Bridalveil Falls bus stop, do you follow the crowd up to the falls or start the hike? You get the sense of what it must be like to be a lemming; the pull of not wanting to miss what everyone else is seeing is strong. We head to the viewing area of the falls. It’s crowded, teaming with people. We almost run back hoping that the trail will afford a bit more solitude. On the way, a young buck crosses the path to get to stream, he almost seems dumbstruck by the crowd; Jenney can relate.

The first quarter of the mile on the trail brings a few groups of people and then the crowd falls behind and it’s a walk through an amazing valley with sheer granite cliffs and waterfall around most corners. Teryn makes a face plant into the trail, but quickly recovers. Road workers below offer call up cheerful offers to help. Jenney follows with a stumble to all fours. We all laugh it off.

Miles disappear into great conversation as the girls propose that they would like to go on a solo-backpacking trip together. Many summer plans are hatched involving a myriad of people back home, yet to be informed of pending adventures.

Soon it’s time for lunch atop a granite slab in full view of Yosemite Falls. There is something magical here.

Six miles or more disappear quickly. Along the trail we stumble into the XXX house by accident, originally the visitor’s’ center and now the home of the Sierra Club. Two volunteers staff the building, with contrasting personalities; there is the bubbling grandmother adventurer still working to grab all the high peaks and recounting her years travelling with he four children and the reserve academic willing extol on her career and 3 masters degrees and a doctorate. It’s a comical contrast. The first volunteer is passionate about the park. She gives us some great hints, warning us away from a steep slippery hike we had planned, and steering us back to a lesser-known hike, sentinel dome, up near glacier point. She is the third person to make this suggestion and the most compelling and knowledgeable about the park, so now we are paying attention.

We realize we have headed a bit off our original path, we must have missed turn to have ended up with the Sierra Club women and have gone farther up the trail. Somehow we need to weave back to Yosemite Village to get to the Yosemite Falls. We stumble into the maze of a different world in the parks, a tent city – the Pines campground. Again it feels like a time warp, these are canvas tents set up by the Park Service. It’s hustle and bustle of happy vacationers; it reminds Jenney of what it must have been like in the 50’s era Adirondack family summer camps.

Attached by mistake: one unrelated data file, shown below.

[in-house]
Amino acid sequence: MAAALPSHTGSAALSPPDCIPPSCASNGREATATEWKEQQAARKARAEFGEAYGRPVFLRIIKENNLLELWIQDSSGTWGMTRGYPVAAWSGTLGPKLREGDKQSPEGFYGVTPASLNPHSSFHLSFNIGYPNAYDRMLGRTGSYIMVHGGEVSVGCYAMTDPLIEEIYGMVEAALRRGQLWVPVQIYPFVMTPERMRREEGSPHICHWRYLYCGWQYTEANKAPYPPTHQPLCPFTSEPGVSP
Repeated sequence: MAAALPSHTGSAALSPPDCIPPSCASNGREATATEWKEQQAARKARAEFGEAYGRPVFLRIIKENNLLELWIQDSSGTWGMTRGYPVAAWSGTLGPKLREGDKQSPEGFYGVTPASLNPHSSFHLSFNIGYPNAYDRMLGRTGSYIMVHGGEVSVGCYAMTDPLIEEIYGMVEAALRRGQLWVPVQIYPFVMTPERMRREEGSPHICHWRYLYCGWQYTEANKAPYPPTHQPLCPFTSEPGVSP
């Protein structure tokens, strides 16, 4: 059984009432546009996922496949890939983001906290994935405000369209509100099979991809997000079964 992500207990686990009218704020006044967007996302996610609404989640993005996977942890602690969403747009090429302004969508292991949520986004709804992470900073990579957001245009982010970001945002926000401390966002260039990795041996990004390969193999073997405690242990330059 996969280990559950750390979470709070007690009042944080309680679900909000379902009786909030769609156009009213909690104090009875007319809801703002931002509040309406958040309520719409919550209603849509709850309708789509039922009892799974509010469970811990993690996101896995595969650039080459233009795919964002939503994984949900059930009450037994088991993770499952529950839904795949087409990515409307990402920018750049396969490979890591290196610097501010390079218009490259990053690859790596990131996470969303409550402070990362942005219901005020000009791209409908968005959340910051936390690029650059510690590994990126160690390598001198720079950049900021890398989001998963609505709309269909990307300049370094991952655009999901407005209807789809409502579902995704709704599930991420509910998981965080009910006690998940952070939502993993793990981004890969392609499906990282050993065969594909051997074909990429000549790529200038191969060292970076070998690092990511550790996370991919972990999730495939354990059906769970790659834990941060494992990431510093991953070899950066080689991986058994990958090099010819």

A bridge across a river brings us back to a quieter trail leading back to the Village. A quick stop at the RV for a fresh camera battery and we are off again to Yosemite Falls. At this point we have lost track of the miles we have walked; it’s a long way. Adding to that we walk from the Village to the Falls loop, the loop alone is a mile of forested paved path. The reward, a view of both lower and upper Yosemite Falls, it’s worth the extra steps. Energy is high, the girls skip from granite boulder to boulder and walk atop stone walls, Teryn leading the way. We have gone over 8 miles.

It’s 5pm, decision time, do we back track to go to Sentinal Dome, another 2.2 mile hike on Glacier Point or go out to the north section of the park. Three park staff have pointed us toward Glacier Point, the last saying that most of the quintessential park photos are taken here. The only concern is whether another 2.2 miles is doable; it would push us over 10 miles almost twice our usual distance. We only live once, and the girls vote yes.

We aren’t sorry. It’s a moderate hike with a scramble up a granite dome at the end, but the views – stunning is an understatement – El Capitan, Half-Dome, Yosemite Falls, the glaciers, and several other large falls. It’s a full 360 degree panorama. “WOW!” is all we can say.

Teryn is the energizer bunny, running down the mountain. The girls are playful with each other. The mood is high. Kevin finds the elusive, camouflaged chicken like bird we couldn’t find in the Rockies. We are going to have to look it up again.

Now it’s time to get serious about finding a place to sleep. The northern tier of the park is out. It’s almost 8pm, finding sites in the dark isn’t always easy. We recalibrate to sites along rt 120 and set course. By the time we get to our site for the night, Teryn is done; she has run out of steam. Food and bed are a priority and then she is out for the count. Over 10 miles of hiking brings a close to the day in a secluded pine grove in the middle of nowhere California. Perfect day!